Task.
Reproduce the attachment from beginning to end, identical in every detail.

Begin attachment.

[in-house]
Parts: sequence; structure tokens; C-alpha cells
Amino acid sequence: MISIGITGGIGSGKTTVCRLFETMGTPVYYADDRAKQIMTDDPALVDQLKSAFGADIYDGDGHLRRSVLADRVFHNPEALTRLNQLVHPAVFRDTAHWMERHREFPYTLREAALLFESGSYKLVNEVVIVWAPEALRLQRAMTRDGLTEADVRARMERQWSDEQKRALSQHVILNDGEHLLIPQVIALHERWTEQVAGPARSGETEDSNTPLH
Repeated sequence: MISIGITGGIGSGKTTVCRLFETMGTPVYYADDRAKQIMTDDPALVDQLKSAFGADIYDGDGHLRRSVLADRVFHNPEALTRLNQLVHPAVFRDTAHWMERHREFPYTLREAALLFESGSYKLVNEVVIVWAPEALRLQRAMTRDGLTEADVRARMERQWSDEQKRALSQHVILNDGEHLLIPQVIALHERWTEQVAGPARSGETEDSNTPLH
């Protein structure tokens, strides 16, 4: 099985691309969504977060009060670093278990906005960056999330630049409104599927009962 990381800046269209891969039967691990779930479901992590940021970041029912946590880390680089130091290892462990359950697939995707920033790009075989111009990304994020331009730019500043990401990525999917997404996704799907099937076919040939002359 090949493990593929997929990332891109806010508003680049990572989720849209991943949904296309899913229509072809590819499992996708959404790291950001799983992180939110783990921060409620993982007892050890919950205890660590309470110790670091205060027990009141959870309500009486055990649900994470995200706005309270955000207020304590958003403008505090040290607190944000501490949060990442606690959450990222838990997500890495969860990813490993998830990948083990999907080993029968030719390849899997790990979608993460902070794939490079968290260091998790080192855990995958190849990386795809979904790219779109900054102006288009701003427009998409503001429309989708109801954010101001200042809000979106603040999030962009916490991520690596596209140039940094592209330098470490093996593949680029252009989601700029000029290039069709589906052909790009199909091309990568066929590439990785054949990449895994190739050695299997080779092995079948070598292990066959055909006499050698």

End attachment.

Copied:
[in-house]
Parts: sequence; structure tokens; C-alpha cells
Amino acid sequence: MISIGITGGIGSGKTTVCRLFETMGTPVYYADDRAKQIMTDDPALVDQLKSAFGADIYDGDGHLRRSVLADRVFHNPEALTRLNQLVHPAVFRDTAHWMERHREFPYTLREAALLFESGSYKLVNEVVIVWAPEALRLQRAMTRDGLTEADVRARMERQWSDEQKRALSQHVILNDGEHLLIPQVIALHERWTEQVAGPARSGETEDSNTPLH
Repeated sequence: MISIGITGGIGSGKTTVCRLFETMGTPVYYADDRAKQIMTDDPALVDQLKSAFGADIYDGDGHLRRSVLADRVFHNPEALTRLNQLVHPAVFRDTAHWMERHREFPYTLREAALLFESGSYKLVNEVVIVWAPEALRLQRAMTRDGLTEADVRARMERQWSDEQKRALSQHVILNDGEHLLIPQVIALHERWTEQVAGPARSGETEDSNTPLH
């Protein structure tokens, strides 16, 4: 099985691309969504977060009060670093278990906005960056999330630049409104599927009962 990381800046269209891969039967691990779930479901992590940021970041029912946590880390680089130091290892462990359950697939995707920033790009075989111009990304994020331009730019500043990401990525999917997404996704799907099937076919040939002359 090949493990593929997929990332891109806010508003680049990572989720849209991943949904296309899913229509072809590819499992996708959404790291950001799983992180939110783990921060409620993982007892050890919950205890660590309470110790670091205060027990009141959870309500009486055990649900994470995200706005309270955000207020304590958003403008505090040290607190944000501490949060990442606690959450990222838990997500890495969860990813490993998830990948083990999907080993029968030719390849899997790990979608993460902070794939490079968290260091998790080192855990995958190849990386795809979904790219779109900054102006288009701003427009998409503001429309989708109801954010101001200042809000979106603040999030962009916490991520690596596209140039940094592209330098470490093996593949680029252009989601700029000029290039069709589906052909790009199909091309990568066929590439990785054949990449895994190739050695299997080779092995079948070598292990066959055909006499050698």